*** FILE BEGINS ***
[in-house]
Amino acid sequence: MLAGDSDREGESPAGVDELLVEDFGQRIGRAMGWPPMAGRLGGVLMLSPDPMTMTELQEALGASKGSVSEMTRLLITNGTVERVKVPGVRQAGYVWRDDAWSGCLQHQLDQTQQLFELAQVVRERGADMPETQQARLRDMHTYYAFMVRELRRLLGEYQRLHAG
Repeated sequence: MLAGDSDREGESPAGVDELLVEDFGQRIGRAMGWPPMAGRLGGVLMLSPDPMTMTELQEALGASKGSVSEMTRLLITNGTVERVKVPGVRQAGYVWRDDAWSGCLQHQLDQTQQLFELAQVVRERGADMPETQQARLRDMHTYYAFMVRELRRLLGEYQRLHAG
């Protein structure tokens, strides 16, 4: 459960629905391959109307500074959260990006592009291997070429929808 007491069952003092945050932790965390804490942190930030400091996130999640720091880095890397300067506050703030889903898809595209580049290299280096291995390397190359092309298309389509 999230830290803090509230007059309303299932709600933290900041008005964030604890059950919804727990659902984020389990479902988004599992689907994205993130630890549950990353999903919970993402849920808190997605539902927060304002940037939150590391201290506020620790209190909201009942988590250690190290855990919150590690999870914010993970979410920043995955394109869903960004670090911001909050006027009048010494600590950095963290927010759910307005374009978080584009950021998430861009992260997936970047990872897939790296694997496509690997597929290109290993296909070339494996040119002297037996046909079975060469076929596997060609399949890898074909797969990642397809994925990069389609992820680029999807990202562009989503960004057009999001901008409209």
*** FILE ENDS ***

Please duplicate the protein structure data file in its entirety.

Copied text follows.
[in-house]
Amino acid sequence: MLAGDSDREGESPAGVDELLVEDFGQRIGRAMGWPPMAGRLGGVLMLSPDPMTMTELQEALGASKGSVSEMTRLLITNGTVERVKVPGVRQAGYVWRDDAWSGCLQHQLDQTQQLFELAQVVRERGADMPETQQARLRDMHTYYAFMVRELRRLLGEYQRLHAG
Repeated sequence: MLAGDSDREGESPAGVDELLVEDFGQRIGRAMGWPPMAGRLGGVLMLSPDPMTMTELQEALGASKGSVSEMTRLLITNGTVERVKVPGVRQAGYVWRDDAWSGCLQHQLDQTQQLFELAQVVRERGADMPETQQARLRDMHTYYAFMVRELRRLLGEYQRLHAG
């Protein structure tokens, strides 16, 4: 459960629905391959109307500074959260990006592009291997070429929808 007491069952003092945050932790965390804490942190930030400091996130999640720091880095890397300067506050703030889903898809595209580049290299280096291995390397190359092309298309389509 999230830290803090509230007059309303299932709600933290900041008005964030604890059950919804727990659902984020389990479902988004599992689907994205993130630890549950990353999903919970993402849920808190997605539902927060304002940037939150590391201290506020620790209190909201009942988590250690190290855990919150590690999870914010993970979410920043995955394109869903960004670090911001909050006027009048010494600590950095963290927010759910307005374009978080584009950021998430861009992260997936970047990872897939790296694997496509690997597929290109290993296909070339494996040119002297037996046909079975060469076929596997060609399949890898074909797969990642397809994925990069389609992820680029999807990202562009989503960004057009999001901008409209």